Many of these women were daughters of independent land owners and descendants of men who had fought in the Revolutionary War; they identified as "daughters of freemen". In their fight for independence at the mills, women would incorporate rhetoric from the revolution to convey the importance and strength of their purpose to their corporate employers, as well as to other women. If the Revolutionary War was fought to secure independence from Great Britain, then these "daughters of freemen" could fight for the same republican values that (through striking) would give them fair pay and independence, just as the men had.
circular lettera circular lettera letter issued by the Massachusetts assembly
The Massachusetts Circular Letter was a statement written by Samuel Adams and James Otis Jr., and passed by the Massachusetts House of Representatives (as constituted in the government of the Province of Massachusetts Bay, not the current constitution) in February 1768 in response to the Townshend Acts. Reactions to the letter brought heightened tensions between the British Parliament and Massachusetts, and resulted in the military occupation of Boston by the British Army, which contributed to the coming of the American Revolution. After the Stamp Act was repealed in 1766, the British Parliament imposed the Townshend Acts in 1767 as another way of generating revenue.
The Boston Tea PartyTea Partytea was thrown into the harbor
The Old Revolutionaries: Political Lives in the Age of Samuel Adams. New York: Knopf, 1980. ISBN: 0-394-51096-8. Raphael, Ray. Founding Myths: Stories That Hide Our Patriotic Past. New York: The New Press, 2004. ISBN: 1-56584-921-3. Thomas, Peter D. G. The Townshend Duties Crisis: The Second Phase of the American Revolution, 1767–1773. Oxford: Oxford University Press, 1987. ISBN: 0-19-822967-4. Thomas, Peter D. G. Tea Party to Independence: The Third Phase of the American Revolution, 1773–1776. Oxford: Clarendon Press, 1991. ISBN: 0-19-820142-7. Young, Alfred F. The Shoemaker and the Tea Party: Memory and the American Revolution. Boston: Beacon Press, 1999.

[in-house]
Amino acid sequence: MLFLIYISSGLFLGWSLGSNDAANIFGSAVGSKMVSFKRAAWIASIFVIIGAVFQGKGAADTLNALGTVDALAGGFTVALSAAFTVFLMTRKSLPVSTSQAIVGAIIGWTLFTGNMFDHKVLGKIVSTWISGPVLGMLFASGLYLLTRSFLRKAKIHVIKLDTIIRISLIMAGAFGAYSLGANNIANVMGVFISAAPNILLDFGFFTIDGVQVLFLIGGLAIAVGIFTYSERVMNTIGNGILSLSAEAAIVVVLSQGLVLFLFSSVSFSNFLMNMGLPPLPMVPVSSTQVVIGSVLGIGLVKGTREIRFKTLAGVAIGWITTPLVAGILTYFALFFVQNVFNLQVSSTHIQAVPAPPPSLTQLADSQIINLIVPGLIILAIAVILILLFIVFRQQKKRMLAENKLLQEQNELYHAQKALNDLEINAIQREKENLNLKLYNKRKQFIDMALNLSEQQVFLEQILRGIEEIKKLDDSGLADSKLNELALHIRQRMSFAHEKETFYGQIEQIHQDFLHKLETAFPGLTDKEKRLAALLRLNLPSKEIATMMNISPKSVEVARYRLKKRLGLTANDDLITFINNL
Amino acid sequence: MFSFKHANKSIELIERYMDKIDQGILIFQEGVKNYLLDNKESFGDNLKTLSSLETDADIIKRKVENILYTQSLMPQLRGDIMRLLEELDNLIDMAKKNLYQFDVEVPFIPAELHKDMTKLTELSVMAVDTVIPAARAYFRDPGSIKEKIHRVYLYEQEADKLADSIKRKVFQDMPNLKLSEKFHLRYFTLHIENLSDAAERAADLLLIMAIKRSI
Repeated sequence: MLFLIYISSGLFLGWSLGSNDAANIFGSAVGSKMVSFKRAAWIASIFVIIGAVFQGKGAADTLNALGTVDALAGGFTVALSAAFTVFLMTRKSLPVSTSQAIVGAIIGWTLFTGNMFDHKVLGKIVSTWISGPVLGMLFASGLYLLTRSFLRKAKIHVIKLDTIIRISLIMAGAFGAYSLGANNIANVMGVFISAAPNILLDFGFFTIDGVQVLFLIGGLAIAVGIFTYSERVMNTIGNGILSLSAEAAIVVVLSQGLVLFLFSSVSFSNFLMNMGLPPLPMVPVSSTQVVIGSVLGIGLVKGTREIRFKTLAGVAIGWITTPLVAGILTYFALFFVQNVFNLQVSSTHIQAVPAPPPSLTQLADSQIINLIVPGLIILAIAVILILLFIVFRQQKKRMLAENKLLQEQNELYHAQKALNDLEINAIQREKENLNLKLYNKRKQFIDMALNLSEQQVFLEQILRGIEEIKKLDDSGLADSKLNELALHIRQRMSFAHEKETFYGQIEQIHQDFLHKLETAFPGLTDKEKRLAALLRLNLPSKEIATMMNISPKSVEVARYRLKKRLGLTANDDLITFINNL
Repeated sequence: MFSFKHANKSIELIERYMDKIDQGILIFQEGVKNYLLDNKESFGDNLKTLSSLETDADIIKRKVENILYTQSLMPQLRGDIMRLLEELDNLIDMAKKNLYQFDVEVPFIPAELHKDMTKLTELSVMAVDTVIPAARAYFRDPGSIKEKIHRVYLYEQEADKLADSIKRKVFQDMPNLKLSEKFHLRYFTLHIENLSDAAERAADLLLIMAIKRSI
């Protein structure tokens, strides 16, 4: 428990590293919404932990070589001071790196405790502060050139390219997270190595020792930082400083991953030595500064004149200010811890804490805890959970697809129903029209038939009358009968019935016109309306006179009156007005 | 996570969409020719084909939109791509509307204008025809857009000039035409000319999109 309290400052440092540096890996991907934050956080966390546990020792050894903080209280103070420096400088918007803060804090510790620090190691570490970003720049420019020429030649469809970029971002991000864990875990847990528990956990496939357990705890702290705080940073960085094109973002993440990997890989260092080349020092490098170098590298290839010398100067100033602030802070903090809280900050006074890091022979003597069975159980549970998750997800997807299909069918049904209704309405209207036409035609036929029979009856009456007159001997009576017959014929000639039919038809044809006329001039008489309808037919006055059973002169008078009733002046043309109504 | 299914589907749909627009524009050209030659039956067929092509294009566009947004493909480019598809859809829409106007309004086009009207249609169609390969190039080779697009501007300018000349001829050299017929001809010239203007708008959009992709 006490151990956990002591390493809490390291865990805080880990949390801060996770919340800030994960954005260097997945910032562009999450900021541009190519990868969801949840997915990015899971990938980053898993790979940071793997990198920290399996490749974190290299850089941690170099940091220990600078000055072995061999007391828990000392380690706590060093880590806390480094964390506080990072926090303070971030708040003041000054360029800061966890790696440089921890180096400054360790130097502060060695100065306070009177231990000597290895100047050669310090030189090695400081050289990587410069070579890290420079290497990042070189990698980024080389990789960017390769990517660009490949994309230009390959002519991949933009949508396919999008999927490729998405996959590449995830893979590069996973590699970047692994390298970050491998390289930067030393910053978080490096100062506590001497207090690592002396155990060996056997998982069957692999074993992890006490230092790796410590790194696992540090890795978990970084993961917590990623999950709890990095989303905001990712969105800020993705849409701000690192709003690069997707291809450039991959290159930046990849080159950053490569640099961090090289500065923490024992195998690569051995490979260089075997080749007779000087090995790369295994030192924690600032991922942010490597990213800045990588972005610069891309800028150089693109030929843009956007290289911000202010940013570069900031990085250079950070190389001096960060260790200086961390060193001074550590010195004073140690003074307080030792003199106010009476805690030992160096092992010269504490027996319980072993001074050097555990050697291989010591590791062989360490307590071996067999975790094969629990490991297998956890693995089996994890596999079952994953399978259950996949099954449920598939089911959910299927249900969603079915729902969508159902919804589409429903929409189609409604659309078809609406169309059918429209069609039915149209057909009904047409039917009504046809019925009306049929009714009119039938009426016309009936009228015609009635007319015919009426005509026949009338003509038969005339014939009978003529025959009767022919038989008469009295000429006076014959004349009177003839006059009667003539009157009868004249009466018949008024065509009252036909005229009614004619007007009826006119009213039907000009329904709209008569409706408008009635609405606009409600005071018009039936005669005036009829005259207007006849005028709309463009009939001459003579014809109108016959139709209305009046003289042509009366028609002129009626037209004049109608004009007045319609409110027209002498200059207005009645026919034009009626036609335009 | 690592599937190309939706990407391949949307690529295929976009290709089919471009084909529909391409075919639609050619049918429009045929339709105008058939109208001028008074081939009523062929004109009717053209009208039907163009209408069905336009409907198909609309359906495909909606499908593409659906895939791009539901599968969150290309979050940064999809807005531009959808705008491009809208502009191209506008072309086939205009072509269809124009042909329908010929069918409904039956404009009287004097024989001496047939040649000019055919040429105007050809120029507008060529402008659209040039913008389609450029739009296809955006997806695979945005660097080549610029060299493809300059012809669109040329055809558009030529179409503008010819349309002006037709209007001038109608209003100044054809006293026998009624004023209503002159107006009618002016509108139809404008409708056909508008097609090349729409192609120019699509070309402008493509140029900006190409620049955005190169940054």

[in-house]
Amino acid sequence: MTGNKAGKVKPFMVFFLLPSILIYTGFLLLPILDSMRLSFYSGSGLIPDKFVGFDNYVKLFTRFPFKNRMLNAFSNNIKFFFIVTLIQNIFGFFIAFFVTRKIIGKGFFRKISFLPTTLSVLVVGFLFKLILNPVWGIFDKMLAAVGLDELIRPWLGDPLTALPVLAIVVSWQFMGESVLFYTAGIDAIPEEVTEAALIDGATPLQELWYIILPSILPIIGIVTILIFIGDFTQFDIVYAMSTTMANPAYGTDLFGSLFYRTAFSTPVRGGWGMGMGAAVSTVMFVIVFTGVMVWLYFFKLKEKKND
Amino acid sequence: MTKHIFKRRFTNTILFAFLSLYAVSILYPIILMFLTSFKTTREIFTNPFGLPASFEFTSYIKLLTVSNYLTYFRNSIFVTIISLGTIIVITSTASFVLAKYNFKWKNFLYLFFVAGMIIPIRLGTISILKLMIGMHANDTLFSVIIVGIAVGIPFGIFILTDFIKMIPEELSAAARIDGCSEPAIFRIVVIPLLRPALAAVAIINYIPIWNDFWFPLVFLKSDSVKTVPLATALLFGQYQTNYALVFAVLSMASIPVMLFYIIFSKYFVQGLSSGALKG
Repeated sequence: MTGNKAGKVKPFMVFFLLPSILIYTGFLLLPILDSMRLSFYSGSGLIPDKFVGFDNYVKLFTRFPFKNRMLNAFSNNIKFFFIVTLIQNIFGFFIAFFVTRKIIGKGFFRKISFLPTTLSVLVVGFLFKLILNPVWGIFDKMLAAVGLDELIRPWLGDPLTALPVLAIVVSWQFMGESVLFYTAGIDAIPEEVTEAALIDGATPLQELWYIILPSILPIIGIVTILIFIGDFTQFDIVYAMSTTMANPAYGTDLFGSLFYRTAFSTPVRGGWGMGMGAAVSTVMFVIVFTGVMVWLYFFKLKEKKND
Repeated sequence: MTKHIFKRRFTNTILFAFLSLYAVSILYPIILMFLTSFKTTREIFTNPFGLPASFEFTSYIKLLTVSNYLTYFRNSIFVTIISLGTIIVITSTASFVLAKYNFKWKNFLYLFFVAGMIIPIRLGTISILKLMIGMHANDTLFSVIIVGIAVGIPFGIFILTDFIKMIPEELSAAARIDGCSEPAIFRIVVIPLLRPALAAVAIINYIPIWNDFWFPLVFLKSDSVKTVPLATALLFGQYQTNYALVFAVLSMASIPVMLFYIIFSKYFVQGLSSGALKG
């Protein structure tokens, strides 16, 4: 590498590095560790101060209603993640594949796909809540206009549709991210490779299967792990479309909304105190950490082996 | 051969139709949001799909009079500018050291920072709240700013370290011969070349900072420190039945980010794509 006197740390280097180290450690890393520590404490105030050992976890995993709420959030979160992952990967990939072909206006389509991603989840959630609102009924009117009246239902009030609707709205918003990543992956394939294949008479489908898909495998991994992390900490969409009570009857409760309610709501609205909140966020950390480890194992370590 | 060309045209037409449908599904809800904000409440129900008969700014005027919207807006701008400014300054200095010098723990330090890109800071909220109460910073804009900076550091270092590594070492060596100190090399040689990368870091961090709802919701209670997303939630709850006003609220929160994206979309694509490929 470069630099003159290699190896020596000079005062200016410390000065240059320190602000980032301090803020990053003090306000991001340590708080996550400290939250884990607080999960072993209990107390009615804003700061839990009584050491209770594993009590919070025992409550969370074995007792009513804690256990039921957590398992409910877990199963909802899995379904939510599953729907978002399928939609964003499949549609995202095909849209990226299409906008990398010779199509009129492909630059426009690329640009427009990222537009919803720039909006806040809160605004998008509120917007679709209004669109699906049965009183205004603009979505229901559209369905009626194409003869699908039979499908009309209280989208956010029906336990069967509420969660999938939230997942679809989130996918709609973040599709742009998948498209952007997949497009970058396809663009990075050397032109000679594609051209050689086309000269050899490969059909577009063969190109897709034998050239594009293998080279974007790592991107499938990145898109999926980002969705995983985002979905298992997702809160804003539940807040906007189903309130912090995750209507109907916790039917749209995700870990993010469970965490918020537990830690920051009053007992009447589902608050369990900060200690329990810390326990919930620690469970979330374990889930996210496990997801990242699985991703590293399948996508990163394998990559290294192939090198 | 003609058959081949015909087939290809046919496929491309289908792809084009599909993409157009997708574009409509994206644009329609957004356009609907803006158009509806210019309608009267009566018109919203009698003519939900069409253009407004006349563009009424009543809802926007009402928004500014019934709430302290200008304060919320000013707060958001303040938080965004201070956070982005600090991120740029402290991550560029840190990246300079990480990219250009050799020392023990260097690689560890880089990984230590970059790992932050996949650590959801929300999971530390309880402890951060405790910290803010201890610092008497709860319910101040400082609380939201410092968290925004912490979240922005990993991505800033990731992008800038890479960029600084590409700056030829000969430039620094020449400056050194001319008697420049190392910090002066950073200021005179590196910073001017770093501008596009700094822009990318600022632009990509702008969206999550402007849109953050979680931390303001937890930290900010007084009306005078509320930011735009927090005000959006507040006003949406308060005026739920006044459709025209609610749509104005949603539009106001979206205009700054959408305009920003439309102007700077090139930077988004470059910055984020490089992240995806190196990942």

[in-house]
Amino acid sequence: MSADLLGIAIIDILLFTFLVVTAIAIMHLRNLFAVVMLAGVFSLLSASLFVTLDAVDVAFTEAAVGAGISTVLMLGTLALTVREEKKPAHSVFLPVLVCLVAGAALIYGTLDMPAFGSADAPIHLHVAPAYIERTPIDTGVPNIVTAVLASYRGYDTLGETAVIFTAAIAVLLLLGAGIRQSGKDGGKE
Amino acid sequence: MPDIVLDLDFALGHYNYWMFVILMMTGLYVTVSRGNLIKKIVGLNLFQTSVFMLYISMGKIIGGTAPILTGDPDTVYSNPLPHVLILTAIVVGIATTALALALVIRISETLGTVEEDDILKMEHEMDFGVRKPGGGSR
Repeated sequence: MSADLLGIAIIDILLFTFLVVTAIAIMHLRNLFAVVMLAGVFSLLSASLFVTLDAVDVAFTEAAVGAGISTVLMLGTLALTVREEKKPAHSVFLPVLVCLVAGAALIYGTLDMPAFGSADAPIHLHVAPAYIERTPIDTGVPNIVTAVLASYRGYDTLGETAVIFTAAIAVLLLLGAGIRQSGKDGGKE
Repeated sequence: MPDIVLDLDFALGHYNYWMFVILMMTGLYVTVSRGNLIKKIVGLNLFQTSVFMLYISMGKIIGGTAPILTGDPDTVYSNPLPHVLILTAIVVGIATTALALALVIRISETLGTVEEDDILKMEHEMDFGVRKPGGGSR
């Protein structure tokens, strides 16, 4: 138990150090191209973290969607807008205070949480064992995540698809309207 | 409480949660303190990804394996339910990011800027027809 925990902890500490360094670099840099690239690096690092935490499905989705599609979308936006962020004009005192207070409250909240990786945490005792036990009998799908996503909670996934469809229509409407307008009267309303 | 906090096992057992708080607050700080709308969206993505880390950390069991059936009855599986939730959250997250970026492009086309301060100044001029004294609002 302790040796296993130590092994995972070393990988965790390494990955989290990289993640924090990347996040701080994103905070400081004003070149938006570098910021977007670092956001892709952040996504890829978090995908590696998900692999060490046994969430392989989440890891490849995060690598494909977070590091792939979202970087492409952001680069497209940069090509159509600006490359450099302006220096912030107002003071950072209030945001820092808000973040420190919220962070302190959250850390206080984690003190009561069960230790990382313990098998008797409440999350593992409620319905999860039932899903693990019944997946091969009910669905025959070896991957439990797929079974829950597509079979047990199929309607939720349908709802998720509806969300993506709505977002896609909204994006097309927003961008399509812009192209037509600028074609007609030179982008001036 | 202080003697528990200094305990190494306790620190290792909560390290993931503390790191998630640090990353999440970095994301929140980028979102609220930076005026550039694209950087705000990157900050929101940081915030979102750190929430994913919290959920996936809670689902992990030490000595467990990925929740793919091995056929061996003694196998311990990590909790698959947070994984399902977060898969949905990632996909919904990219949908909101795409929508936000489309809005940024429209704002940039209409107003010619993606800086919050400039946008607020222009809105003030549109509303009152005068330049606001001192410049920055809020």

Thomas HutchinsonGovernor Thomas HutchinsonHutchinson
He was a politically polarizing figure who came to be identified by John Adams and Samuel Adams as a proponent of hated British taxes, despite his initial opposition to Parliamentary tax laws directed at the colonies. He was blamed by Lord North (the British Prime Minister at the time) for being a significant contributor to the tensions that led to the outbreak of the American Revolutionary War. Hutchinson's Boston mansion was ransacked in 1765 during protests against the Stamp Act, damaging his collection of materials on early Massachusetts history.
Governor HancockHancockJohn Hancock III
By order of acting governor Samuel Adams, the day of Hancock's burial was a state holiday; the lavish funeral was perhaps the grandest given to an American up to that time. Despite his grand funeral, Hancock faded from popular memory after his death. According to historian Alfred F. Young, "Boston celebrated only one hero in the half-century after the Revolution: George Washington." As early as 1809, John Adams lamented that Hancock and Samuel Adams were "almost buried in oblivion". In Boston, little effort was made to preserve Hancock's historical legacy.
Most of the individuals listed below served the American Revolution in multiple capacities. * Loyalist (American Revolution) John Adams. John Dickinson. Benjamin Franklin. Alexander Hamilton. John Hancock. John Jay. Thomas Jefferson. Richard Henry Lee. James Madison. William Paca. Jonathan Shipley. Samuel Adams. Alexander Hamilton. Patrick Henry. Timothy Matlack. Philip Mazzei. William Molineux. James Otis Jr. Thomas Paine. Molly Pitcher. Samuel Prescott. Paul Revere. Roger Sherman. Elkanah Watson. Nathanael Greene. Nathan Hale. Elijah Isaacs. John Paul Jones. Charles Lee. Francis Marion. Daniel Morgan. Andrew Pickens. Daniel Shays. Thomas Sumter. James Mitchell Varnum.
Patrick CarrBoston "massacreBoston Massacre trial
The massacre was remembered in 1858 in a celebration organized by William Cooper Nell, a black abolitionist who saw the death of Crispus Attucks as an opportunity to demonstrate the role of African Americans in the Revolutionary War. Artwork was produced commemorating the massacre, changing the color of a victim's skin to black to emphasize Attucks' death. In 1888, the Boston Massacre Monument was erected on the Boston Common in memory of the men killed in the massacre, and the five victims were reinterred in a prominent grave in the Granary Burying Ground. The massacre is reenacted annually on March 5 under the auspices of the Bostonian Society.
Son of LibertyThe Sons of LibertyOrder of the Sons of Liberty
Protocols of Liberty: Communication Innovation and the American Revolution (University of Chicago Press, 2013) * Rodgers, Thomas E. "Copperheads or a Respectable Minority: Current Approaches to the Study of Civil War-Era Democrats." Indiana Magazine of History 109#2 (2013): 114-146. in JSTOR Samuel Adams – political writer, tax collector, cousin of John Adams, fire warden. Founded the Sons Of Liberty. Benjamin Church (physician). Benjamin Edes – journalist/publisher Boston Gazette. Benjamin Kent - Attorney General. John Hancock – merchant, smuggler, fire warden. James Otis – lawyer, Massachusetts. Paul Revere – silversmith, fire warden. James Swan – financier.
tax on sugar1764 Sugar ActCertain Duties in the British Colonies and Plantations in America, etc. Act 1763